ExxonMobil clung to plans to resume cooperation with Rosneft to the last moment before its pullout last week, with US Secretary of State Rex Tillerson believed to have served as the source of the high hopes.
Tillerson served as CEO of the US energy giant between 2006 and 2017, and was particularly keen on initiating new energy projects in Russia during his tenure. The would-be statesman played a key role in penning the agreement with Rosneft on the joint development of oil and gas fields on the Arctic shelf.
In 2013, Tillerson even received the Russian Order of Friendship for his contributions to Russian-American cooperation in the energy sector – cooperation envisioned to last decades and to bring the companies from both countries billions upon billions in profits. The two companies' cooperation included geological exploration in Russia's Arctic shelf, and in 2014, Rosneft drilled the first exploration well in the Kara Sea north of Siberia with a rig provided by Exxon, immediately striking a large oil field, symbolically named 'Pobeda' (Russian for 'Victory').
Cooperation with Russia promised ExxonMobil a black gold bonanza, with Russia's Arctic shelf stretching over six million square kilometers, with oil and gas reserves estimated at least 110 billion tons. The most promising deposits are located in the Barents, Pechora, Kara and Okhotsk seas.
Unfortunately, as RIA Novosti economic observer Igor Naumov pointed out, Exxon's "first 'Victory' would also be their last, with politics interfering in the economy. In the summer of 2014, Washington introduced sanctions against Russia. [Exxon] froze its cooperation with Rosneft in the Arctic, its losses were then estimated at one billion dollars."
"And that's just the direct damage from freezing promising ventures. Lost profits are estimated in the tens or even hundreds of billions of dollars," the journalist added.
Following the ban on cooperation with Russian energy companies in deep water, Shale and Arctic projects, ExxonMobil's total halt in cooperation became only a matter of time. On March 1, the company officially confirmed its exit from joint ventures with Rosneft due to US and EU sanctions pressure.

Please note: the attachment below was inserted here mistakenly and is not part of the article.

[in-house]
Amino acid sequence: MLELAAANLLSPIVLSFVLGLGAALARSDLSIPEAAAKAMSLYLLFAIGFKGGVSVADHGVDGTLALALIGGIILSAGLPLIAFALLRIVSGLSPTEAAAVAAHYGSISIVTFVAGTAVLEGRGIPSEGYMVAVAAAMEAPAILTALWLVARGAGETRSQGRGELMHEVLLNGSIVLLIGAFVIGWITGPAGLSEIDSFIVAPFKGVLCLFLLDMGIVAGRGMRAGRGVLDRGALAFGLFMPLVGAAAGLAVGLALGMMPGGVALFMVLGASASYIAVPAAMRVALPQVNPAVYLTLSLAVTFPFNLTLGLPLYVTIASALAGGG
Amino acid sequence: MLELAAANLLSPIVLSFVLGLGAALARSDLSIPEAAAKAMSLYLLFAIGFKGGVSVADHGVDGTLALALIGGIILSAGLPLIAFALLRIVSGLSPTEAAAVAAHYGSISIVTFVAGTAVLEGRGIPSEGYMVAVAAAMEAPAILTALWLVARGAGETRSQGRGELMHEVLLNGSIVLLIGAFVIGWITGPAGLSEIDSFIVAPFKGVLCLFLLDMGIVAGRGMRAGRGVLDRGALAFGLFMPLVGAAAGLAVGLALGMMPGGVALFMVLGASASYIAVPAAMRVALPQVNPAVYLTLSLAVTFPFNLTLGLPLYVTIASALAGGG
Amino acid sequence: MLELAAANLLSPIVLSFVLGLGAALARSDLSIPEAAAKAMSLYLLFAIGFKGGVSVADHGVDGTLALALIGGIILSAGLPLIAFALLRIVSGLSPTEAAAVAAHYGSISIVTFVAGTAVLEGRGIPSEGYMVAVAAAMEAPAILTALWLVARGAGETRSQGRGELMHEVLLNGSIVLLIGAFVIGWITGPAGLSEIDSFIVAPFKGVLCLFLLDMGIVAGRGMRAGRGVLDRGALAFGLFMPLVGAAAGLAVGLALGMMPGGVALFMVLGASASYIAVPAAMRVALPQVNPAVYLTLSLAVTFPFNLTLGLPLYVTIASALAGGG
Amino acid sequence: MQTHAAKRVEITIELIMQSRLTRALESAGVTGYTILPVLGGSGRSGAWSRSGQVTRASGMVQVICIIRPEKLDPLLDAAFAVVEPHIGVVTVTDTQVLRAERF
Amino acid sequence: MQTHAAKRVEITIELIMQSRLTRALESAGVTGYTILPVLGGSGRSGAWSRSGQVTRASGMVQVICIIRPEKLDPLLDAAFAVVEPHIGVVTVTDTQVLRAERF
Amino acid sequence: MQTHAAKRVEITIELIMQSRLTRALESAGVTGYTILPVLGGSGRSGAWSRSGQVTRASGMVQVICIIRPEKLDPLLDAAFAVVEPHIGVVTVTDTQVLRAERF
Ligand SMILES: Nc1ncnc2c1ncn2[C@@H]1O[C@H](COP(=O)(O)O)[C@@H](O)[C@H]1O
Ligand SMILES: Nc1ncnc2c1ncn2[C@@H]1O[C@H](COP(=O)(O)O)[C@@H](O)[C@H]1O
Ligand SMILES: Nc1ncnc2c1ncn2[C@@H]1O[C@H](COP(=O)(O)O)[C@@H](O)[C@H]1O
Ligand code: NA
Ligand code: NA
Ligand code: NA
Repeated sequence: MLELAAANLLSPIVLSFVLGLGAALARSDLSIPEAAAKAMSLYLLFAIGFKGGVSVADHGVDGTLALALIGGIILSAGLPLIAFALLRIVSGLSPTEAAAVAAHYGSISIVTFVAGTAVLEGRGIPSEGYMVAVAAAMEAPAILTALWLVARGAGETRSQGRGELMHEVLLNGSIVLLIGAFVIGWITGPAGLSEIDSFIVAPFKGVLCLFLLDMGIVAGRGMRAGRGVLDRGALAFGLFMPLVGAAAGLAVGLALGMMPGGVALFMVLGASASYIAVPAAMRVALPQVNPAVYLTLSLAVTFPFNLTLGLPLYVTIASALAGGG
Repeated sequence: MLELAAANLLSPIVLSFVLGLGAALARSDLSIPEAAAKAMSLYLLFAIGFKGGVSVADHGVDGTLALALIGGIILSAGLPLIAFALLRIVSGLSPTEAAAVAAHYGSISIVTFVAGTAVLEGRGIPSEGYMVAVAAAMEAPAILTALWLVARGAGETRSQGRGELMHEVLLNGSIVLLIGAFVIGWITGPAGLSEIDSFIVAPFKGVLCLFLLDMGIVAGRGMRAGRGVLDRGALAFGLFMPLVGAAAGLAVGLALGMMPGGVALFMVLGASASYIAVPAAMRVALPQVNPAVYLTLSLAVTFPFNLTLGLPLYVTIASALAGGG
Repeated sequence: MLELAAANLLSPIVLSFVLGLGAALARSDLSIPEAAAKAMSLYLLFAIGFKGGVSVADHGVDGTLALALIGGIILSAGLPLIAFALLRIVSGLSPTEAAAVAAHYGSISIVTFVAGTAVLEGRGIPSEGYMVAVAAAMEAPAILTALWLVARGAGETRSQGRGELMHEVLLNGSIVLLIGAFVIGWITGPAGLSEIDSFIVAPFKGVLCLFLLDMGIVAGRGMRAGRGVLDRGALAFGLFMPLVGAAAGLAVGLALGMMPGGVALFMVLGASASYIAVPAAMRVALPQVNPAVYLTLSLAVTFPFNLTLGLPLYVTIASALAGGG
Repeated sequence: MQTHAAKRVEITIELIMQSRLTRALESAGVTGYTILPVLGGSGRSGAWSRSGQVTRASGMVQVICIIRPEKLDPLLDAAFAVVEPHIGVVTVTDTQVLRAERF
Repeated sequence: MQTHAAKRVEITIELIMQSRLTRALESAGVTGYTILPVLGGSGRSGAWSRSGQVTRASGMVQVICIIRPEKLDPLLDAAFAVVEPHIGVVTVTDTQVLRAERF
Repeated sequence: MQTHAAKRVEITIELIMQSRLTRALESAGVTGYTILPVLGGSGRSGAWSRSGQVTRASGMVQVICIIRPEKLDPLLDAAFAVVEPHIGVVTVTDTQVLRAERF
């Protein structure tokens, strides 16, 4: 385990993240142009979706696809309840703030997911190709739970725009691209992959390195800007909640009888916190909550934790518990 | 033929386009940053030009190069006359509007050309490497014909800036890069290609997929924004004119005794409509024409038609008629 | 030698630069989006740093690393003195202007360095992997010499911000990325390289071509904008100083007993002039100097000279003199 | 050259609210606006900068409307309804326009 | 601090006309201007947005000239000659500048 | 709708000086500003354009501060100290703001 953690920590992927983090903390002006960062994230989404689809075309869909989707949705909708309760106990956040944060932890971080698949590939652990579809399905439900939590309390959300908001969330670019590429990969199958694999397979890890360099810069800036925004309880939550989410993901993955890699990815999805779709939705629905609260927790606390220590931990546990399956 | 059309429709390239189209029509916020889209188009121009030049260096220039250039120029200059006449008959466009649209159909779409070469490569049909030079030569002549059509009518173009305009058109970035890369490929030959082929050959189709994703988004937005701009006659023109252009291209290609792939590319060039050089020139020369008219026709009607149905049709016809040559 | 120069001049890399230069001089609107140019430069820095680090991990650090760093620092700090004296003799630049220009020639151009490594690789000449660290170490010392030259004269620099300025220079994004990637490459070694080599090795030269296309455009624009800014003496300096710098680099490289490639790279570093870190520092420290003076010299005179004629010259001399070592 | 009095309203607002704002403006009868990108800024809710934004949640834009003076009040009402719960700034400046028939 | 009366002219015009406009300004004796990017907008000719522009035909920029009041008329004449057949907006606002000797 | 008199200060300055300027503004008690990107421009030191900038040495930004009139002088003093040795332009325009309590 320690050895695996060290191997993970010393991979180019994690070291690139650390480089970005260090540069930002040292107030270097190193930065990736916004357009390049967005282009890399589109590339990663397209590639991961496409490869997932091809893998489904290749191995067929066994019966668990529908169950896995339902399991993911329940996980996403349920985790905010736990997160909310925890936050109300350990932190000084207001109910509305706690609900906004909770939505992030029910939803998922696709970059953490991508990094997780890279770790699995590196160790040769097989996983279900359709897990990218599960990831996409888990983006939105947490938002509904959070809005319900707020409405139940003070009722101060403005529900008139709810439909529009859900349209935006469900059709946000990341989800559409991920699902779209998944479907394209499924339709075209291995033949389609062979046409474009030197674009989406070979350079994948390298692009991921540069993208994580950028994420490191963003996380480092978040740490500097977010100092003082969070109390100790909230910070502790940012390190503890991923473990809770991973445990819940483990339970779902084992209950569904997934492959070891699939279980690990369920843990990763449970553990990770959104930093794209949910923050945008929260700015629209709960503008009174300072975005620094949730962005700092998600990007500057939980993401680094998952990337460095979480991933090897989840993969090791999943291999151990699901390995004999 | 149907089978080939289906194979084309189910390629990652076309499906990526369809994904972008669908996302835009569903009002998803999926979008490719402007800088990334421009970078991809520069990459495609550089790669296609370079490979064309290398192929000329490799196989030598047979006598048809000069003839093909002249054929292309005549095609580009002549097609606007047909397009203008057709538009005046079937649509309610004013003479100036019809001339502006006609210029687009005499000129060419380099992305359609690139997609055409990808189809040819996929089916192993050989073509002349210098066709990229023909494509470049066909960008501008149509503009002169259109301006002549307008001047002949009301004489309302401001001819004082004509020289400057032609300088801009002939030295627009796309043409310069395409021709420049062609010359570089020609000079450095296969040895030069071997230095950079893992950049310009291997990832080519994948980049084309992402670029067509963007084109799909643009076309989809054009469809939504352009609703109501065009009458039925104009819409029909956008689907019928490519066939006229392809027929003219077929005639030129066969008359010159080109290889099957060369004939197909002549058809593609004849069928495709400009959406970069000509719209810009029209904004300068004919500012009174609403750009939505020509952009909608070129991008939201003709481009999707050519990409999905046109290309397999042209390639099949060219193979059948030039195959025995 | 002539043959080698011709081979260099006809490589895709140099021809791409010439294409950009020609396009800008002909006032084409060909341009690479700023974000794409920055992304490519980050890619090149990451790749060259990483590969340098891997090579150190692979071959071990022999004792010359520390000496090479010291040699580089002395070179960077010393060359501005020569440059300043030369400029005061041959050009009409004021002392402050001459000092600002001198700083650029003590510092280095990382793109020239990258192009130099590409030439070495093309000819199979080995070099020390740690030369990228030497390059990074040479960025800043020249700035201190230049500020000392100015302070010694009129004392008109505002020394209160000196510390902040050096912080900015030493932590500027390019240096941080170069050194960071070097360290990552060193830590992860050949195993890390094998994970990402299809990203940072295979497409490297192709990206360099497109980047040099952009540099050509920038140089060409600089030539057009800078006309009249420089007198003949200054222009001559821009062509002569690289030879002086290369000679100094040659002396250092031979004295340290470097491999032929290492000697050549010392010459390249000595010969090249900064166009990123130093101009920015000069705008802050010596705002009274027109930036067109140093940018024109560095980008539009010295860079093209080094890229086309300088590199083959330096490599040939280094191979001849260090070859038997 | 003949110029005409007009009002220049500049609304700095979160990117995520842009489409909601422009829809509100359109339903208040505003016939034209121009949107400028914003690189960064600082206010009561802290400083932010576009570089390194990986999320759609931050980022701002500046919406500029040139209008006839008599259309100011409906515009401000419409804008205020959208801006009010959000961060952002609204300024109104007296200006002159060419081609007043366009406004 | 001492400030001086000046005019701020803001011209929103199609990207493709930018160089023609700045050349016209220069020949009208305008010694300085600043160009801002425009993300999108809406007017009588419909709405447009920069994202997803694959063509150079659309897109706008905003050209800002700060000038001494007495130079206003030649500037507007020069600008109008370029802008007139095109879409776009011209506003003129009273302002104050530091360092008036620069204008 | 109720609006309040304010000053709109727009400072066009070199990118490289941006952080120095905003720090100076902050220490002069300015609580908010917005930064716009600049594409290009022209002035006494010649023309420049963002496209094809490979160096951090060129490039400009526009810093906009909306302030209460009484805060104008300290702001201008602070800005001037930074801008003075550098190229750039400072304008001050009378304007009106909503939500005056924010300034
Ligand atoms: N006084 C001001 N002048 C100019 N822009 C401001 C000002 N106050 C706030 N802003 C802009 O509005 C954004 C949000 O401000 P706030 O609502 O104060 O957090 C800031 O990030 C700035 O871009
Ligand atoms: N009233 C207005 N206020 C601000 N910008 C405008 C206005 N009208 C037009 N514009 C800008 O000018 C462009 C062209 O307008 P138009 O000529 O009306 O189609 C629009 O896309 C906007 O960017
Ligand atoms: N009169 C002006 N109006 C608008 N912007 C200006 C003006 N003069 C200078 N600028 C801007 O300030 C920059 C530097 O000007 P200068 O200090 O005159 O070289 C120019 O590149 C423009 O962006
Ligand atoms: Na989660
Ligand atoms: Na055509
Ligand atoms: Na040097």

Rosneft issued a statement over the news, saying that it would continue to implement projects initiated together with the US company independently. Furthermore, the Russian oil giant has promised to continue cooperating with Exxon on ventures "not falling into existing restrictions," such as projects on Sakhalin Island in the Russian Far East.
According to economist Ivan Kapitonov, ExxonMobil's decision wasn't unexpected, and had been under discussion since 2014. At the same time, the energy expert believes Rosneft's ability to implement its Arctic projects independently will depend on the availability of technologies, equipment, as well specialists with experience in offshore drilling. In Kapitonov's view, Russia should have no problem replacing equipment, which can be built domestically or imported from China. The appropriate specialists, on the other hand, may be more difficult to find.
In Naumov's view, the pressure on ExxonMobil to give up on its Russian ventures is undoubtedly connected to Washington's vision of making the US the world leader in oil production. The US Energy Information Administration's Annual Energy Outlook 2018, released last month, confirmed these ambitious plans, declaring that by 2022, US plans to export some 5.3 million barrels abroad per day. Total US output is also on the rise, and expected to top 11.2 million barrels in 2019, up from the estimated 10.2 million barrels per day produced currently. The US surge is aimed at, among other things, outpacing the output of current leaders, Russia and Saudi Arabia.
In this sense, Mikhail Portnoy, director of the Center for Foreign Economic Studies at Moscow's Institute of the US and Canadian Studies, says the pressure against Exxon to get out of Russia is part of Washington's larger effort to squeeze competitors out of the market, and not just via economic means. Factually, the analyst noted, Washington's strategy is aimed at stalling the development of new Russian oil and gas fields by depriving the country of Western technologies and equipment.
As for Western sanctions pressure, including in the energy sector, Salameh emphasized that Russia has only benefited from these measures on a macro level, since they have helped pushed the country to diversify its economy and exports.
"Now, the Russian economy can live with a price of oil of $40 or less. It is also signaling that neither low oil prices nor sanctions will deter it from Arctic drilling. Rosneft is getting its drilling activities underway in the Russian Arctic. By so doing…Russia is demonstrating that sanctions did not succeed in putting a crimp on Russia's oil sector," the academic concluded.